The Washington Post coverage, the article by Dan Zak, of last weekend’s White House Correspondents Dinner was, on behalf of journalists everywhere, self-deprecating and decidedly underwhelming.
Frankly, it marked a major and stupid oversight as its flagrant immaturity (the headline was, “Without You-Know-Who or the Who’s Who, They Soldier On at the Correspondents’ Dinner) torpedoed what was, in fact, probably the most edifying and gratifying WHCA Dinner maybe ever.
With Trump and the entire White House roster absent, protesting the media’s unwillingness to heap adulation on the president, and almost no “celebrities,” including very few elected officials, the event provided its attendees (still sold out) and television viewers everywhere with what came off as a political demonstration on behalf of the virtues of the First Amendment and the good and indispensable work most journalists do to keep the nation democratic and free.
When WHCA president Jeff Mason affirmed to everybody that “We are not fake news. We are not the enemy of the people!” there was a truly sustained standing ovation, the longest and most heartfelt of any I’d experienced at the numerous WHCA dinners I’ve attended since the late 1980s.
Perhaps such a powerful affirmation was too schlocky for the oh-so-stylish Post style section, where the article reinforced the notion that without celebrity, or the president, to show off, journalists just don’t matter that much. “Everyone survived without the president, or without the crush of Hollywood celebrities who for years had decorated the dinner in ever-increasing density, until now,” the author intoned, comparing it to “an off-year high school reunion,” and suggesting that everyone was hungering for celebrity star power.
Frankly, if I could, I’d vote for all future WHCA Dinners to be like the one last weekend. It was actually a celebration of the news profession, and for that matter, with the bloviating president spewing hate at a rally in Pennsylvania at the same time, its timing was spot on.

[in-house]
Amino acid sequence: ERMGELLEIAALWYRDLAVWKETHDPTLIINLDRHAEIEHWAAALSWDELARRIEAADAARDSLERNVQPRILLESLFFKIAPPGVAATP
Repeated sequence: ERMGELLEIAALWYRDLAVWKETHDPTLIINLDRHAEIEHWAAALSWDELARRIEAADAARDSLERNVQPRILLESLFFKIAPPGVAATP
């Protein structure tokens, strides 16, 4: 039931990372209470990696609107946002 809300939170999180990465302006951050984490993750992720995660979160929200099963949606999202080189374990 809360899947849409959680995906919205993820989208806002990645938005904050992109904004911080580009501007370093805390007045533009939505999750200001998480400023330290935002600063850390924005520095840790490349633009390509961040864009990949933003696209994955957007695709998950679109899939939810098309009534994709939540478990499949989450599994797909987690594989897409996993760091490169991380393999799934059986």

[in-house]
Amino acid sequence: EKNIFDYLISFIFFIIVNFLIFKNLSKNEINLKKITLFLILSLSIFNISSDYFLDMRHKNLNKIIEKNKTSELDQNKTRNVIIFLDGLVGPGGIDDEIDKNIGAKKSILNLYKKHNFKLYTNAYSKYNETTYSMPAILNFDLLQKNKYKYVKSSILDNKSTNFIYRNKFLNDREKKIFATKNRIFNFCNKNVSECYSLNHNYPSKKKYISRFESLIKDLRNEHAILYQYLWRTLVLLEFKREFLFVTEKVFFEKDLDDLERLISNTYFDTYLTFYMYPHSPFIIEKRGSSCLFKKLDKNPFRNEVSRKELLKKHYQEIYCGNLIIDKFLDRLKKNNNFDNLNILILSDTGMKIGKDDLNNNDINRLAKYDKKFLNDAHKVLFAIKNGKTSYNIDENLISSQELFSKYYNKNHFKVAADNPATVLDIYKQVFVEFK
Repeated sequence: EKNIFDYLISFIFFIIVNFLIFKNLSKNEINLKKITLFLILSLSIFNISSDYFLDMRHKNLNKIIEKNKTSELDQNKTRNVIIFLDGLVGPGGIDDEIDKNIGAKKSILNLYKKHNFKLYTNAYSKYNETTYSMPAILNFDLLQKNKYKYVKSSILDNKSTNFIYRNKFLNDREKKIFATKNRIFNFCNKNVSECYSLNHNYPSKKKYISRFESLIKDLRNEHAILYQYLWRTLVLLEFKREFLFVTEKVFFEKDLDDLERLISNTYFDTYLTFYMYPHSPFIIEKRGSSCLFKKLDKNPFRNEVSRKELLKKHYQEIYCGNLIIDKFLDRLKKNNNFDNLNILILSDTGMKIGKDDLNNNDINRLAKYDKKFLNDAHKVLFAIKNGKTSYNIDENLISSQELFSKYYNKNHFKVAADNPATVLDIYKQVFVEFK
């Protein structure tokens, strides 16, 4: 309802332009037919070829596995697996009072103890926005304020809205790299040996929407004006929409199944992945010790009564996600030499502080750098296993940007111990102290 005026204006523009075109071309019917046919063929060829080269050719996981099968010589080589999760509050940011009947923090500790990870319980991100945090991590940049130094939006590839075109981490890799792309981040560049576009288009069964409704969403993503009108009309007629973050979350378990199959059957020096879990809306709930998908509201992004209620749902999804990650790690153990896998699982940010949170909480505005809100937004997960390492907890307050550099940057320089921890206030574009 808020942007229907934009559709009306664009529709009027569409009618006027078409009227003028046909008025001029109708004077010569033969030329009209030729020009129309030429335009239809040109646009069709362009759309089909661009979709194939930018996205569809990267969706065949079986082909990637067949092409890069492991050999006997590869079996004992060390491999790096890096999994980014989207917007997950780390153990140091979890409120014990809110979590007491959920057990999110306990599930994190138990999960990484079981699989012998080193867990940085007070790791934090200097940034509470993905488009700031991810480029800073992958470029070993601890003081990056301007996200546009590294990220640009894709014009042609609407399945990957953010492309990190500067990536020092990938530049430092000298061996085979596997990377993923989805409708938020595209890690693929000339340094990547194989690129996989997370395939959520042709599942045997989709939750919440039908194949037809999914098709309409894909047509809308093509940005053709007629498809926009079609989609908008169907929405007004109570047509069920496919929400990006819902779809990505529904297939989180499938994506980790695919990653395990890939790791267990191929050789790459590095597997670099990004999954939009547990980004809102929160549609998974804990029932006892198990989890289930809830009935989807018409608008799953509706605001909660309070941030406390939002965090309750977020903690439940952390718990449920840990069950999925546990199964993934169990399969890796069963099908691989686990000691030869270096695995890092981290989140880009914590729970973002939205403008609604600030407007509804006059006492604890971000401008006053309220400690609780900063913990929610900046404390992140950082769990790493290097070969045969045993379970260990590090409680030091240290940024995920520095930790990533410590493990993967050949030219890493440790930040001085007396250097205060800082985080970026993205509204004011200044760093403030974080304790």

As much as past WHCA events were hosted by journalists and their organizations, they’d always wound up revolving around the president in the room and, of course, the last decades’ growing accumulation of the so-called “celebrities.”
But my favorite “selfie” this time was not with Barbra Streisand but with my own managing editor.
We were both gratified listening to Bob Woodward and Carl Bernstein, the heroes of the Watergate investigation that actually brought down a U.S. president for the first time in American history 45 years ago. Pulitzer Prize winners for their efforts, they relayed their thoughts about the importance of what we journalists do, and frankly, we don’t get to hear that nearly as much as we should these days.
Even the comedian for the night, a young, bright-eyed Hasan Minhaj, introduced himself as a news correspondent for Comedy Central’s “The Daily Show,” which indeed is the role he plays on the nightly comedic take on the day’s news.
He had some good jabs at the media organizations represented in the room, though he saved his best, most irreverent stuff for Trump, “the elephant not in the room.”
Such a shame that the Post’s coverage of the event was so lame, because the Post was held up for major heroism not only by the prominent roles given to Woodward and Bernstein, but also because one of the WHCA’s major awards went to the Post investigative reporter David Fahrenthold, whose stories on Trump’s actual charitable giving (by contrast with his claims) scored another Pulitzer announced just last month.
A proud Marty Baron, the hero of last year’s Oscar winner, “Spotlight,” from his days at the Boston Globe and now in charge at the Post, had to have enjoyed the night’s celebration of his craft.
As for me, when asked why or how I started my D.C.-area newspaper, the mighty Falls Church News-Press, 26 years ago, I tell about how I published my first newspaper at age seven, and my usual quip is, “So either I have printer’s ink in my veins, or I’ve just never grown up.”
Whichever, I just felt really good about how the WHCA Dinner went down this year.